Three candidates for Nassau County's top elected position had an opportunity last week to tell voters how they'd address the county's rapidly deteriorating financial position.
None of them said much.
In the wake of a state appellate court decision that could cost the county $80 million per year, Democrat and former Nassau County Executive Thomas Suozzi called his first news conference of the campaign. He criticized Republican County Executive Edward Mangano's handling of property tax refunds.
In response, Mangano's office -- as it has since Suozzi declared his candidacy -- pushed blame back on Suozzi, criticizing him for how he ran Nassau for eight years.
Adam Haber, a Roslyn school board member seeking the Democratic nomination, blamed Mangano and Suozzi for Nassau's serious fiscal problems.
A potential fourth candidate, North Hempstead Supervisor Jon Kaiman -- a Democrat who has launched an exploratory committee to determine whether he will actually place his hat in the ring -- talked about how the appellate decision helped the town, but didn't take an opportunity to go further and offer ideas on how the county could fix the assessment system.
Make no mistake. Nassau's fiscal fortunes are sinking fast. And the county is running out of options.
The last thing residents need is a return to 1999 -- when Nassau's bond rating was close to junk, borrowing was out of control and the extraordinary expense of dealing with a broken property tax assessment system savaged county finances.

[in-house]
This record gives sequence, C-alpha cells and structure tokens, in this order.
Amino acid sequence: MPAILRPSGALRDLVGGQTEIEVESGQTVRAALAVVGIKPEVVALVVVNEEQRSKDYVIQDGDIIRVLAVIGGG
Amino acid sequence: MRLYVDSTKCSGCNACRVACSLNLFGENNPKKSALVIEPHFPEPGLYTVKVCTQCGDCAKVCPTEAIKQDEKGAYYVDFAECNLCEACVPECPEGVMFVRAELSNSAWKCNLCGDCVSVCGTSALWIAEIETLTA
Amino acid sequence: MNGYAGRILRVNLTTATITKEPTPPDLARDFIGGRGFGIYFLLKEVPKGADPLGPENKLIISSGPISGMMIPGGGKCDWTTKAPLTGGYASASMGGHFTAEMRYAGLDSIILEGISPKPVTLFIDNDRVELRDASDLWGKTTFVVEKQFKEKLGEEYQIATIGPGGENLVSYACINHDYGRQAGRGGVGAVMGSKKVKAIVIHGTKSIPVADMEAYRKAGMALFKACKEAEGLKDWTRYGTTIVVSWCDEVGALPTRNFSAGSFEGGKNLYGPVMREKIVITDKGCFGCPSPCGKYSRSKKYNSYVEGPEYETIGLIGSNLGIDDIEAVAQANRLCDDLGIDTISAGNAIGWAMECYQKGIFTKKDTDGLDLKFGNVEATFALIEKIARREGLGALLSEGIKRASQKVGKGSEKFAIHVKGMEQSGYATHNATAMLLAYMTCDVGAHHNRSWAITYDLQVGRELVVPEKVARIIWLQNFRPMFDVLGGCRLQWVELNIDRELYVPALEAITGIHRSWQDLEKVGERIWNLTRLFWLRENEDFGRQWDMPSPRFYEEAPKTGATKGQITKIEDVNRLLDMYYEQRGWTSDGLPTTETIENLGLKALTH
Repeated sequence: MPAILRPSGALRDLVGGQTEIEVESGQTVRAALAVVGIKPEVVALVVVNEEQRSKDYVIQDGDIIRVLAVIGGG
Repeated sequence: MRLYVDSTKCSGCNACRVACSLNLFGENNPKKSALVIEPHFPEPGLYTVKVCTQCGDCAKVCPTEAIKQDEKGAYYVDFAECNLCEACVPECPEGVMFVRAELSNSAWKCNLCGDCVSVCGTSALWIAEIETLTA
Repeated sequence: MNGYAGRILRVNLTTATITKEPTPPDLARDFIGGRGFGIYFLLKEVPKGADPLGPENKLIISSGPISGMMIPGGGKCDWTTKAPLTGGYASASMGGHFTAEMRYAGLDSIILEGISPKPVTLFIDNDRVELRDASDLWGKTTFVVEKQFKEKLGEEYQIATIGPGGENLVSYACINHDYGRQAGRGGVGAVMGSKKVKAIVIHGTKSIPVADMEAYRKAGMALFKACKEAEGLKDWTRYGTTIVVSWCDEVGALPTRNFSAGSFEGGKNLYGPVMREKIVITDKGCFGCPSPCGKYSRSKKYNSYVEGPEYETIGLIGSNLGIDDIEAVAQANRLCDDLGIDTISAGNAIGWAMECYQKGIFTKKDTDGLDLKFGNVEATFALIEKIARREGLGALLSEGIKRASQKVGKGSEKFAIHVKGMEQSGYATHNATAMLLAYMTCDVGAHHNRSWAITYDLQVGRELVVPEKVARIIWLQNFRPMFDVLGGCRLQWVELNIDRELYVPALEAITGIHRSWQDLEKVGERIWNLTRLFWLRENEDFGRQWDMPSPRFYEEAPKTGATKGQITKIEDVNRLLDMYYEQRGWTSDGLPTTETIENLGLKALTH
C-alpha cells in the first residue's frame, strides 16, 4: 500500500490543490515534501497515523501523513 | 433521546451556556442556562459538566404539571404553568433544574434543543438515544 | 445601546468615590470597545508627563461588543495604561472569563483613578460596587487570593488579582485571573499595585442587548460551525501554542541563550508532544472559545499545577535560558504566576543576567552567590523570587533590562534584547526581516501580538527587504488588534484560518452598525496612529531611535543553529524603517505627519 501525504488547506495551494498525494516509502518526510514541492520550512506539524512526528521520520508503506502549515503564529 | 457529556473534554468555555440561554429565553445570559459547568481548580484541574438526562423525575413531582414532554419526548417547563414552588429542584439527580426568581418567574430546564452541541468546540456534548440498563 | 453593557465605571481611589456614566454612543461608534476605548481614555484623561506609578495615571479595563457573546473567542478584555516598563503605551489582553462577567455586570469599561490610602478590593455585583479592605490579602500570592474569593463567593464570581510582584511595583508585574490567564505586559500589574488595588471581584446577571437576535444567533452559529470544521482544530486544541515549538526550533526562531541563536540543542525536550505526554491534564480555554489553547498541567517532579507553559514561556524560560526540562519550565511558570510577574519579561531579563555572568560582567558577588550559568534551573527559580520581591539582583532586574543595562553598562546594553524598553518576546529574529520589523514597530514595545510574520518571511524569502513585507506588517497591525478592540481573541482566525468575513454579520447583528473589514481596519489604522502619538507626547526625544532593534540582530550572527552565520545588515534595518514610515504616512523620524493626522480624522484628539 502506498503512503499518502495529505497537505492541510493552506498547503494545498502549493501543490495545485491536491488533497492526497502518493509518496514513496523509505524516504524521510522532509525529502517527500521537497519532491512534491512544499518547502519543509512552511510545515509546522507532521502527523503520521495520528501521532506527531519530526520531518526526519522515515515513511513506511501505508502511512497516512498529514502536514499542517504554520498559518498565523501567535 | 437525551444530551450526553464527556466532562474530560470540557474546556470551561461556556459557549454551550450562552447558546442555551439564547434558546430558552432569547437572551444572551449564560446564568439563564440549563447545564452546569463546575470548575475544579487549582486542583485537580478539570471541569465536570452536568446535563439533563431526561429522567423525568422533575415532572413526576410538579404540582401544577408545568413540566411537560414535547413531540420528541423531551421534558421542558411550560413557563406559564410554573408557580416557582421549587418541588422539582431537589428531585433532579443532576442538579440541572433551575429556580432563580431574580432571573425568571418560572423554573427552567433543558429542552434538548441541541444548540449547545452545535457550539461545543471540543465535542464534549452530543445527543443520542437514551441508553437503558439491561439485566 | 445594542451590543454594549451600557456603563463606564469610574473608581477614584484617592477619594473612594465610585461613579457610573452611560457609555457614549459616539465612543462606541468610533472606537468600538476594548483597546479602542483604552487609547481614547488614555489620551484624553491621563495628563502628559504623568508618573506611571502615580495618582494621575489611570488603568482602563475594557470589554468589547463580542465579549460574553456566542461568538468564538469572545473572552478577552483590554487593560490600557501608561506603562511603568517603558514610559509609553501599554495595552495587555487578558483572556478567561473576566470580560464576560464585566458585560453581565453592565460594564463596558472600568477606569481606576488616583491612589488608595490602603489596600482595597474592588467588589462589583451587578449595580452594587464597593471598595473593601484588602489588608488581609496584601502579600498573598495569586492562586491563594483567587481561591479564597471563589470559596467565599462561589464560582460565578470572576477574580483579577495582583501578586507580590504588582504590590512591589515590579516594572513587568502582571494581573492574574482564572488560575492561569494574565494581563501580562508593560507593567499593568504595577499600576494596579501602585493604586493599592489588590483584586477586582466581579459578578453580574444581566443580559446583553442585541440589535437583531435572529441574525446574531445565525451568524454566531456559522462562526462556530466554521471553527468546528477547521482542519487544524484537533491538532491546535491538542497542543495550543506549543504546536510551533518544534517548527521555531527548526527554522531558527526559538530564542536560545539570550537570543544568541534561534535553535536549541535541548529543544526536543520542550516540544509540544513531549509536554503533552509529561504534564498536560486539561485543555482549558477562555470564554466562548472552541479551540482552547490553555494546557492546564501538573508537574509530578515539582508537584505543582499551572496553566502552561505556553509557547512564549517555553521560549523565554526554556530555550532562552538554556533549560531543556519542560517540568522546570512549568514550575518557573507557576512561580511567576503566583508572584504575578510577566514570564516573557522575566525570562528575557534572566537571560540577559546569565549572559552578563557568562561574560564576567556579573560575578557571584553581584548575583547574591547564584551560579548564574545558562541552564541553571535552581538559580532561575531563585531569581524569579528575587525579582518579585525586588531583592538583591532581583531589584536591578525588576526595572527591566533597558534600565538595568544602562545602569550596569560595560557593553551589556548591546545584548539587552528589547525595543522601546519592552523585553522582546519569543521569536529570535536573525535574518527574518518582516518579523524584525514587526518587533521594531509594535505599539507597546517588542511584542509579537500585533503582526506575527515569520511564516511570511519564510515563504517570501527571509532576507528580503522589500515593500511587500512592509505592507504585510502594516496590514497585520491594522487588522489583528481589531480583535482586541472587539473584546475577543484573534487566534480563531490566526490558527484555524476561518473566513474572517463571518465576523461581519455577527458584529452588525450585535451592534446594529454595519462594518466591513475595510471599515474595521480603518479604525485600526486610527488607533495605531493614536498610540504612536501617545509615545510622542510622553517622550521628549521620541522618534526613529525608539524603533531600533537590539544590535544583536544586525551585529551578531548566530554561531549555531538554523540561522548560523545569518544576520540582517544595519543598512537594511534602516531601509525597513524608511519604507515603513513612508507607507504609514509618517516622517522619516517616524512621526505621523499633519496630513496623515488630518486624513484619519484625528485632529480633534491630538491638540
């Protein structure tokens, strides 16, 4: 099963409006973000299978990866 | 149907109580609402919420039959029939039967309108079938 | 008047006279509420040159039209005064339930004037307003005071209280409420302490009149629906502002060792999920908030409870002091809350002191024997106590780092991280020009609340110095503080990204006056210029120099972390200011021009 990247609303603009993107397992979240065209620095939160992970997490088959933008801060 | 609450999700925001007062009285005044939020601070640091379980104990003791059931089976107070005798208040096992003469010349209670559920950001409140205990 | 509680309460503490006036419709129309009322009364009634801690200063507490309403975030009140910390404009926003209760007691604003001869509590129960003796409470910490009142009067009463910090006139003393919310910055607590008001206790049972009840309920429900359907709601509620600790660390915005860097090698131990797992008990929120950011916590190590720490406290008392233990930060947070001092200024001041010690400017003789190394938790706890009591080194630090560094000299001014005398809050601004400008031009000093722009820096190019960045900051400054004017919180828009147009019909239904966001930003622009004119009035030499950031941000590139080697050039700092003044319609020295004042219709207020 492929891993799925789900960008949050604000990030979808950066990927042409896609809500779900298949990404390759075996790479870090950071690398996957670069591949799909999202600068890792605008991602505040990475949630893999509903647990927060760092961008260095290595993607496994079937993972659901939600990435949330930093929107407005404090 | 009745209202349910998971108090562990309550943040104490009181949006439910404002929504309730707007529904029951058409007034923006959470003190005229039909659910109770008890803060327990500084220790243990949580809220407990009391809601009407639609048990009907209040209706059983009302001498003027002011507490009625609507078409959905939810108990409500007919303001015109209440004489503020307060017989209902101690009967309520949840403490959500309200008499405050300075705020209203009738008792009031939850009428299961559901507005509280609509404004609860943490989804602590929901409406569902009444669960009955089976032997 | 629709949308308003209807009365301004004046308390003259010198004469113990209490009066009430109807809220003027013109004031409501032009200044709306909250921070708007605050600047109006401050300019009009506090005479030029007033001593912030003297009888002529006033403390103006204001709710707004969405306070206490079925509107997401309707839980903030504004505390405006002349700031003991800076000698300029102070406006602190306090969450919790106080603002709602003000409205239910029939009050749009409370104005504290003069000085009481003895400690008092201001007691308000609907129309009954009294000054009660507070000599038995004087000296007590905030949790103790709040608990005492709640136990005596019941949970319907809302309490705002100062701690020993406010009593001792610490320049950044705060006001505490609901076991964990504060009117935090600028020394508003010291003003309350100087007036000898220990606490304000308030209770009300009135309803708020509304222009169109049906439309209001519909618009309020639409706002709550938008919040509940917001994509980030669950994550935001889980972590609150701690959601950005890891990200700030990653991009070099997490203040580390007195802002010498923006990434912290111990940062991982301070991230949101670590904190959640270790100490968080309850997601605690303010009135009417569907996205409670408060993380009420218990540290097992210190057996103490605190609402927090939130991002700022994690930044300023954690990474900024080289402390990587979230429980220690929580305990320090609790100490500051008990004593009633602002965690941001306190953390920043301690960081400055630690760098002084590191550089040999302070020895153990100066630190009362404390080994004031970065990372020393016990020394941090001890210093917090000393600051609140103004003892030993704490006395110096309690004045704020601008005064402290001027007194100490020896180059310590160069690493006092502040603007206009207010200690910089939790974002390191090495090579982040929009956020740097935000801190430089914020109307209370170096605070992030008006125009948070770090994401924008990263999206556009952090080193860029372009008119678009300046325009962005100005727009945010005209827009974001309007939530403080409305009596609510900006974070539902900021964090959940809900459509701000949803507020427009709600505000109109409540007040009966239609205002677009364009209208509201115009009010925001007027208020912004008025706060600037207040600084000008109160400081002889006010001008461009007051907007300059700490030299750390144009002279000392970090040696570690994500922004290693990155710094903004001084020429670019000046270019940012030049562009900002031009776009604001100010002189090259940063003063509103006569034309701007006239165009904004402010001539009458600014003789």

It's 2013. And the county is sliding backward to the precarious state it was in the late '90s when Thomas Gulotta, a Republican, was county executive.
For two weeks now, the county has had to contend with bad budget-related news.
A federal court ruled that a state control board's power to freeze wages had expired in 2008. Unless an appeal by the Nassau Interim Finance Authority is successful, that could cost Nassau at least $80 million.
Nassau lost another decision last week, when a state appellate court determined that the county could not shift the multimillion-dollar expense of property tax refunds to towns, villages and school districts.
That one -- unless overturned by the state's highest court -- could add another $80 million cost.
What should Nassau do now? That's what the county executive candidates ought to be discussing, especially since two of them -- Suozzi and Mangano -- have had experience running the county.
For residents, the back-to-back court decisions are about more than frozen wages or shifting the cost of property tax appeal refunds -- of which the county now has a backlog totaling some $300 million.
Finger-pointing and attempts to push immediate problems into the future have not done Nassau well, through Republican or Democratic administrations.
With the two recent court decisions, the county is close to looking at a wall. Do more services have to be gutted? Where's additional revenue going to come from? Is raising the county portion of the property tax an option?
And what's the plan for fixing an assessment system so tangled that even Mangano has said he doubts its accuracy? Should the county assessor go back to being elected, rather than appointed, for instance?
Nassau has had a control board since 1999, yet too often since then officials have ignored its advice on matters from handing union contracts to more significantly trimming Nassau's workforce. How would the candidates work with NIFA?
During this campaign season, Nassau residents deserve answers to those questions, and more. The winner of the county executive's race, after all, will run Nassau County for the next four years.